LNG Bunkers Remain Distant Reality for Australia

Despite predictions that Australia will become one of the world's top exporters of LNG by 2020, LNG bunkering in the country is said to be "still a way off."

Despite International Energy Agency (IEA) predictions that Australia will become one of the world's top exporters of liquefied natural gas (LNG) by 2020, the chances that the country will utilise the energy source as bunker fuel is "still a way off," says Banu Kannu, Marketing General Manager at Wärtsilä Corporation (Wärtsilä) for the Middle East, Asia, and Australia region.

"Bunkering possibilities are few and far between, if not non-existent," said Kannu, noting that infrastructure for LNG bunkering is lacking in the country.

Likened to a "chicken-and-egg" problem, it is said that investment in LNG bunkering facilities in Australia is unlikely to be put forth unless investors know that there will be enough LNG-fuelled ships to create necessary demand, while ship owners are cautious about converting their vessels to LNG propulsion unless bunkering is sure to be available.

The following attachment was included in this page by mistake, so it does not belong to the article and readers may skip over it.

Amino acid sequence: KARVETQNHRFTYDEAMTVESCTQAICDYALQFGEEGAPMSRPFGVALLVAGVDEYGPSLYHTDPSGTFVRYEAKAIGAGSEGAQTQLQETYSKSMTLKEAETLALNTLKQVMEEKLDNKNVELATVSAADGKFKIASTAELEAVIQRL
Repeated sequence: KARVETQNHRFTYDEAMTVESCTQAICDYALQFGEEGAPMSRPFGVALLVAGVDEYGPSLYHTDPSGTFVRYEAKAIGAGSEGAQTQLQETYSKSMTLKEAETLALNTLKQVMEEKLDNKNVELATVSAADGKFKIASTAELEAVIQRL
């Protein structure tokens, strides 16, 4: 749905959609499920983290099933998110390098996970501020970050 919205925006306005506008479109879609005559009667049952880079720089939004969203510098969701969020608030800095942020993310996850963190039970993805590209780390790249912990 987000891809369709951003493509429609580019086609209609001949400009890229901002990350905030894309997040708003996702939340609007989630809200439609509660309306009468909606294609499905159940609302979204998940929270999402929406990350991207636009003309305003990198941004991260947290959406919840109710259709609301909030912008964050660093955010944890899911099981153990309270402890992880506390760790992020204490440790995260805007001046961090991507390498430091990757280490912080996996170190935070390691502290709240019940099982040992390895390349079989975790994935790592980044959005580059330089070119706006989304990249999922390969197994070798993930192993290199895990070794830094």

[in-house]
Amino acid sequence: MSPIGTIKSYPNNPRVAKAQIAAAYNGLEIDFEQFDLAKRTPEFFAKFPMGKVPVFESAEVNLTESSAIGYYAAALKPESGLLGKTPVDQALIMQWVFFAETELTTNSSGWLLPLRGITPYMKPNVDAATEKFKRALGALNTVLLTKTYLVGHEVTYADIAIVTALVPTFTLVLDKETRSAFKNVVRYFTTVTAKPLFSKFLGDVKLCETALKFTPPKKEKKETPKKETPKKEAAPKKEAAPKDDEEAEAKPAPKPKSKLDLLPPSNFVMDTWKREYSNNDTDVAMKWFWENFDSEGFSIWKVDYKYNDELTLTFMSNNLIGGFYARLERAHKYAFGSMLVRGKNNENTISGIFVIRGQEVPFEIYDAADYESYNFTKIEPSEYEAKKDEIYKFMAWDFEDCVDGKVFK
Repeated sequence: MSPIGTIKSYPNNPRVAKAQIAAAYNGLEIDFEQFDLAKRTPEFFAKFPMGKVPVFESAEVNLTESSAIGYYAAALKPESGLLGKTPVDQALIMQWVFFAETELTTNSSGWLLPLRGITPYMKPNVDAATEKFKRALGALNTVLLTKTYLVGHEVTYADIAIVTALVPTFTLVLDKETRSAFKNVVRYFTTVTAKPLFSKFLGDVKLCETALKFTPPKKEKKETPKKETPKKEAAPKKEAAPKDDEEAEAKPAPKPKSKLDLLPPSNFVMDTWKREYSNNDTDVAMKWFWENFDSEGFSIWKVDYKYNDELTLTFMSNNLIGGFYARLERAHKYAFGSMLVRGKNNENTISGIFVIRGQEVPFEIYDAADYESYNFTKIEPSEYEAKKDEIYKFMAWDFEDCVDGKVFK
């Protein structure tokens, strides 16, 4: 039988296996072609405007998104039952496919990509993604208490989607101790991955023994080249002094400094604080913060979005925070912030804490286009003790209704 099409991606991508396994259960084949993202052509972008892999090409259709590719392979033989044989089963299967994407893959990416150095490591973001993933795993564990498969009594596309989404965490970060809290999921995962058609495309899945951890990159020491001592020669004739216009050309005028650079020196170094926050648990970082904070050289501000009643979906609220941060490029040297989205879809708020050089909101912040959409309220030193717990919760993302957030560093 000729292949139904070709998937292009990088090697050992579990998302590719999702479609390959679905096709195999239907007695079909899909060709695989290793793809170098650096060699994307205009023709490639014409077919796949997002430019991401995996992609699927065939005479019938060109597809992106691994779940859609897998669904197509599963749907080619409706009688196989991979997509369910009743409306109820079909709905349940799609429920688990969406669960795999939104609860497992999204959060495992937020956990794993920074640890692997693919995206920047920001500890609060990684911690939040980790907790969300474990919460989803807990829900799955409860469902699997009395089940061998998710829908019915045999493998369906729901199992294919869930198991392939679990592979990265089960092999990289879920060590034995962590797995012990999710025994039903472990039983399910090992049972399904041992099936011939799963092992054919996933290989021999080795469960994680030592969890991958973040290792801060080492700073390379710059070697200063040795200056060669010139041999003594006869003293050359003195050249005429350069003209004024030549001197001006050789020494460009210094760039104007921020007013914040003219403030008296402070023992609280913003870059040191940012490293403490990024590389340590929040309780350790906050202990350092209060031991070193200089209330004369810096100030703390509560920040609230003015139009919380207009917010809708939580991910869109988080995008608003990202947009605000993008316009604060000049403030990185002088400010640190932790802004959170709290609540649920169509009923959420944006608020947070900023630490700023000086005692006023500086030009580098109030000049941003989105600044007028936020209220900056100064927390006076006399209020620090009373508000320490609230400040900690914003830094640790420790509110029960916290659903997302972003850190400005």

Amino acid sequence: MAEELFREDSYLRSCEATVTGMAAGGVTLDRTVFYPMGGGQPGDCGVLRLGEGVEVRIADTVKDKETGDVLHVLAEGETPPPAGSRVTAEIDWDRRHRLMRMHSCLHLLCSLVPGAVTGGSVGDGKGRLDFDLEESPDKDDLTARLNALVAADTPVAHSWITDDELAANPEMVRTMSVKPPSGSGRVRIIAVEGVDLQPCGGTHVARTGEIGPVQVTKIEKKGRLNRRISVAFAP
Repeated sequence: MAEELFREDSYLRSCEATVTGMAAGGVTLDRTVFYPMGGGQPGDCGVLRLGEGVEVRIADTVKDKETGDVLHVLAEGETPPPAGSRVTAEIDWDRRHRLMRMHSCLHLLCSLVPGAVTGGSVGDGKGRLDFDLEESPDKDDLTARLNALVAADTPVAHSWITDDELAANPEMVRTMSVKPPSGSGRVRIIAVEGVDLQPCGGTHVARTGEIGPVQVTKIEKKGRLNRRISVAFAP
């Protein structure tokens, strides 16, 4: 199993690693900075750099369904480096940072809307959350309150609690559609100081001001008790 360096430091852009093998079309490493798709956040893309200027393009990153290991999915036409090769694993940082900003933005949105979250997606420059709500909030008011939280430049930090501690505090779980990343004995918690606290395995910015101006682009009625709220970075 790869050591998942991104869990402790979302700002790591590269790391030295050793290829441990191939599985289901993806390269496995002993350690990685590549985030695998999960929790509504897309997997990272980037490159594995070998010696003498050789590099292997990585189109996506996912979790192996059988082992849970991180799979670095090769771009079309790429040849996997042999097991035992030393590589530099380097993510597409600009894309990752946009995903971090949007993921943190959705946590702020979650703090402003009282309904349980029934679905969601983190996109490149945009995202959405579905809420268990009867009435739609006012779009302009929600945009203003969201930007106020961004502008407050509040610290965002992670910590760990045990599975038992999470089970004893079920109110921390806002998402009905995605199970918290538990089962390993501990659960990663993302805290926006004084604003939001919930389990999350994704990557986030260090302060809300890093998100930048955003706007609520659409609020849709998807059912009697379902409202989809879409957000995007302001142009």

Kannu says an absence of necessary environmental regulation and government support are the main source of the country's lack of motivation for the utilisation of LNG as bunkers, noting that Emission Control Areas (ECAs) and government incentives that exist in Europe and North America, making LNG a more financially attractive option against conventional marine fuels, do not exist in Australia.

"The players who would stand to benefit from it are all keen, willing and eager. We just need the decision-makers in Canberra, and the state governments, to push the button," said Kannu.

Teresa Lloyd, CEO of the Maritime Industry Australia Limited says low prices for conventional bunkers have also been dampening motivation for adoption of LNG bunkers.

"Simply put, the economics just don't stack up at the moment, and there's a lot of commentary out there saying that the economics aren't going to stack up for quite some time to come," said Lloyd.

"There's so much interest, it's hard to believe it won't happen. The question is when," she added.

In August, Wärtsilä announced that it would be providing dual-fuel engines for what it said is the world's first dredger to run on both LNG and conventional marine fuel.



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